The Acting Speaker Conservative Royal Galipeau

I apologize for interrupting the hon. member, but he does not have to share his time.

No, I'm sorry. He has 20 minutes. I apologize for the interruption. The hon. member.

Business of SupplyGovernment Orders

5:05 p.m.

NDP

Yvon Godin NDP Acadie—Bathurst, NB

Mr. Speaker, have I understood correctly that you are giving my colleague and me 20 minutes each?

It was worth a try. I will continue, Mr. Speaker.

This Thursday's opposition motion reads as follows:

That, in the opinion of the House, the government has failed to live up to verbal and written commitments made to Premiers by the Prime Minister during the last election campaign with respect to the Equalization Program and the Atlantic Accords.

I do not think this is the first time we have talked about these issues. We in the Atlantic provinces are used to people making promises and then breaking them.

When the current Prime Minister was in opposition, he said that the Atlantic accord was necessary. At the time, the current Prime Minister pushed the Liberal government to sign the accord. The accord was signed, thereby giving Nova Scotia and Newfoundland the right to keep the profits from their oil wells and a promise that equalization and transfer payments would not be affected.

At the time, the opposition said that the Liberal government was wrong because it did not want to give the Atlantic provinces and Saskatchewan a chance. Now we have a government that thinks it has all of the answers and knows everything. They think that it is up to Conservatives in Ottawa to decide what is best for Nova Scotia and Newfoundland, even though people like Danny Williams, the Premier of Newfoundland, do not agree with their plan. Furthermore, former Progressive Conservative member John Crosbie, a former minister who is well respected by his counterparts in Newfoundland and Ottawa, is critical of the Conservative government's failure to keep its promise.

John Hamm, the former premier of Nova Scotia, and Rodney MacDonald, the current premier of Nova Scotia, do not agree with the federal government imposing a choice between the accord or equalization, not both, in its budget. It has to be one or the other.

And then we wonder why, in our country, the provinces are often upset with the federal government. It is because everything is centralized in Ottawa and everything is decided in Ottawa. It is because of things like that. The Conservatives should remember that in 1996, the Liberals decided to make cuts to employment insurance, not just in our provinces, but across the country. I am sure that the member for Cape Breton—Canso remembers this well. In 1997, few Liberals were re-elected in the Atlantic provinces. In Nova Scotia, there were none. The Liberals were wiped out. Now, the Conservatives—remember this—are going to be wiped out in the Atlantic provinces. The fact that there is finally a special accord for Nova Scotia and Newfoundland, the country's poorest provinces, is nothing for the Atlantic provinces to get excited about.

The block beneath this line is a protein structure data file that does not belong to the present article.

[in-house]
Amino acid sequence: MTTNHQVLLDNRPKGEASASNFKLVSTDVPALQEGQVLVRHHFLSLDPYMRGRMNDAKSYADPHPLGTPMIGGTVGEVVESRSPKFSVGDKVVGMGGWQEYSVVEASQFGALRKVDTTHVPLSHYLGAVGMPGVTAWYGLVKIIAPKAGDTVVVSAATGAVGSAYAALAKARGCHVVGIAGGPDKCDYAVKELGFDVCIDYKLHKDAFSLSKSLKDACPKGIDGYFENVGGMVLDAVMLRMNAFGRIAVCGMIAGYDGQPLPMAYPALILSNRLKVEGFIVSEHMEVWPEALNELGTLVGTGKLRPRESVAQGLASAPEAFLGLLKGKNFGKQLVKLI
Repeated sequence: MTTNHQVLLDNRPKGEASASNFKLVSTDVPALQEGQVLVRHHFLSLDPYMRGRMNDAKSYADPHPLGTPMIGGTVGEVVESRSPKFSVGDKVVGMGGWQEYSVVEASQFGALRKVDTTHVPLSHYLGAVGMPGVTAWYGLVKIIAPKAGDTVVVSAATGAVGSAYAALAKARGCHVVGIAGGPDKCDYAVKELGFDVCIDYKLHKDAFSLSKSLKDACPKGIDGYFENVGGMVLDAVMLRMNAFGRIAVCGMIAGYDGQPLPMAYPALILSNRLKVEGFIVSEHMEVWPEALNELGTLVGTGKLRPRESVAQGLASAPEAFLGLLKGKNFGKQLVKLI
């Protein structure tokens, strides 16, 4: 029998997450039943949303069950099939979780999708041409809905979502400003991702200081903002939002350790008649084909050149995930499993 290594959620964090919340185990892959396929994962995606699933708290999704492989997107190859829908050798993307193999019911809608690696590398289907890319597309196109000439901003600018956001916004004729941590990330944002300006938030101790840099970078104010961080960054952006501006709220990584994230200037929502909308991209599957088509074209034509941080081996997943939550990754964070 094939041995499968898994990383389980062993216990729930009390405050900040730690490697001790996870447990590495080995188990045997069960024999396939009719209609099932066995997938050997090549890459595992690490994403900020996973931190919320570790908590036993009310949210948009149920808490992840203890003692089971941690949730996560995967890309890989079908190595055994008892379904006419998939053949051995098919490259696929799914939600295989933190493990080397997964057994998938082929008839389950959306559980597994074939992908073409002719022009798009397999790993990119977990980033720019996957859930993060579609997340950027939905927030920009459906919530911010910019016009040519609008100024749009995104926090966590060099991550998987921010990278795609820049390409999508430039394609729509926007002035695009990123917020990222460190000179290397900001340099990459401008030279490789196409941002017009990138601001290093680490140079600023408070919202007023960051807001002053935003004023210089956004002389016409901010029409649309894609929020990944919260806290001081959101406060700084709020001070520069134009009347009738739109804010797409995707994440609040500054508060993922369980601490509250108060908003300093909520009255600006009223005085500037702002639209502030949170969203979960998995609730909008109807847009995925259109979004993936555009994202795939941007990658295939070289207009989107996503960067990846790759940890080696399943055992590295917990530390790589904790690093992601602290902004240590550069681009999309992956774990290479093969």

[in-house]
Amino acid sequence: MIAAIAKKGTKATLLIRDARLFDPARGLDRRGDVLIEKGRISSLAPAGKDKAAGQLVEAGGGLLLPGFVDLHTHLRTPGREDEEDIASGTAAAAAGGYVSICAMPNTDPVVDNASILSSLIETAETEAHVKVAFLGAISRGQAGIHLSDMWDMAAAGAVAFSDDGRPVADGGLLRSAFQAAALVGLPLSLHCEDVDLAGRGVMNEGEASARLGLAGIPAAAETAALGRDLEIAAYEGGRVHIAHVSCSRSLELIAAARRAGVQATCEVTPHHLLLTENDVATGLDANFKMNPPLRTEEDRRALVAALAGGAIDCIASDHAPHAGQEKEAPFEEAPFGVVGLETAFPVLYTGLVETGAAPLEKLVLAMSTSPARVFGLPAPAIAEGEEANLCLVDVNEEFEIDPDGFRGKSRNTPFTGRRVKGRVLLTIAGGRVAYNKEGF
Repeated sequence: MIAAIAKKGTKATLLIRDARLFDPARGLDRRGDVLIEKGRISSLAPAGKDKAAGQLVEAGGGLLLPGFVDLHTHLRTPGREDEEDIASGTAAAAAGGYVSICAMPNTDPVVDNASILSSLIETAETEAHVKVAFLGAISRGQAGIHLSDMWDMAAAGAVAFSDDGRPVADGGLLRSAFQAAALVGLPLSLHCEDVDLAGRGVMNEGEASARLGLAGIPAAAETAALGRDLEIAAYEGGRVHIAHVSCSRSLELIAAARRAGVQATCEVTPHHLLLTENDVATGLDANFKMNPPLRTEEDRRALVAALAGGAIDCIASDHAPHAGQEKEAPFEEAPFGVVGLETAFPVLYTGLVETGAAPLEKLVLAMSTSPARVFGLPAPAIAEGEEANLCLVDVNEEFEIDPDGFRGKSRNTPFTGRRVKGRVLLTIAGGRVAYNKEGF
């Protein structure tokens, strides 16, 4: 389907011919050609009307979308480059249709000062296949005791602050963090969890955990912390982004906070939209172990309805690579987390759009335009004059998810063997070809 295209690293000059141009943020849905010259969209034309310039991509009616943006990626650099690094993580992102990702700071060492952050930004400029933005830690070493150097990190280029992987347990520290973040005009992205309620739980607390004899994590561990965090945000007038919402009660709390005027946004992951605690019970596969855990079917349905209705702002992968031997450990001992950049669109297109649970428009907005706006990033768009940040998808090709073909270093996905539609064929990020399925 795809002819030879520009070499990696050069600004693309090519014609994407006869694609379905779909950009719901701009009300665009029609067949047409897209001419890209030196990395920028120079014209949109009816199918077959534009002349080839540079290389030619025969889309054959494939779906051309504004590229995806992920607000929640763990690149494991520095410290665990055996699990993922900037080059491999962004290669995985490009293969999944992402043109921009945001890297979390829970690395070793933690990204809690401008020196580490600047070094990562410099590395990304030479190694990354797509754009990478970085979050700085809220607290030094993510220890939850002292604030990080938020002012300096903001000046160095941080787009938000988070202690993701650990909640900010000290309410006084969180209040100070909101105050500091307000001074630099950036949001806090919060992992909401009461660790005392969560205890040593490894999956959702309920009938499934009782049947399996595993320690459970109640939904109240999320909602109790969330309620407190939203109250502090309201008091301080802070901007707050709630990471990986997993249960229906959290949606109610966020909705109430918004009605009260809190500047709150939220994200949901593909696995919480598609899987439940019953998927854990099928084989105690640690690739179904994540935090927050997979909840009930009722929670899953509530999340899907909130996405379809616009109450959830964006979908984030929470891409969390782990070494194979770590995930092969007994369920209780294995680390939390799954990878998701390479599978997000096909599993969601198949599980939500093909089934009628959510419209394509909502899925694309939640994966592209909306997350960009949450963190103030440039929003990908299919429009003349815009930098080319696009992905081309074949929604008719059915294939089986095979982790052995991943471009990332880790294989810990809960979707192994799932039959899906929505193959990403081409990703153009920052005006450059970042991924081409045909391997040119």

Having been kicked in the behind by the Liberals with their employment insurance cuts, a riding like mine is losing $81 million a year in employment insurance benefits, and people are having to go work in Alberta. They must leave their families, their wives and their children, who miss their fathers. The family is split up.

The Conservatives said that if they were elected, they would give us this and we would have that. The Liberals were scared of these promises and gave it to us in 2005. Now, the Conservatives are coming and taking it away. There was a light at the end of the tunnel, but it was just a little fluorescent light, and it ran out of power.

The light has gone out. They have lost the light again. That is what has happened in Atlantic Canada. Have we not suffered enough? We lost our fishing industry. It is not the fault of the people in Atlantic Canada that the fishery has been lost. The people earned their pay. They went fishing and they tried to earn income to provide for the needs of their families. In the final analysis, there were no more fish. All this has hurt them. Families have gone through many difficulties. In addition, the Liberals slashed employment insurance. They decided to punish fishers even more, and the Conservatives supported them. The only thing the Conservatives said was that premiums were too high and they would lower the premiums because companies were paying too much, but they could not give benefits to the workers. That is what has happened. Finally, there was an agreement. I have spoken about the fishery but the fishery was not the only issue. At Bathurst, in my riding, the Smurfit-Stone paper plant, an industry that had been there for 100 years, has closed its doors.

This week, UPN announced that the Miramichi plant will close in August for nine or perhaps 12 months and 600 people will be put out of work.

New Brunswick says that if Nova Scotia can straighten out its finances and become prosperous; if Newfoundland can do the same; and if New Brunswick can draw people back to their home province, perhaps it too will benefit. Perhaps New Brunswick could work with Nova Scotia if that province is more prosperous.

But no, the government is not able to give us a chance to establish a climate of economic development. It cannot give us that chance. It is not able to give us a chance to survive. I think, perhaps, that is the plan.

They want to crush us. They say that if we do not want to be crushed, we need only move to Alberta, where there is an abundance of work. They say our country’s economic system is working well. If it is working, it is in Alberta. I am happy for Albertans. I am not jealous of them. But we should not be obliged to leave our region. We have a right in our country to earn our fair share and to receive assistance.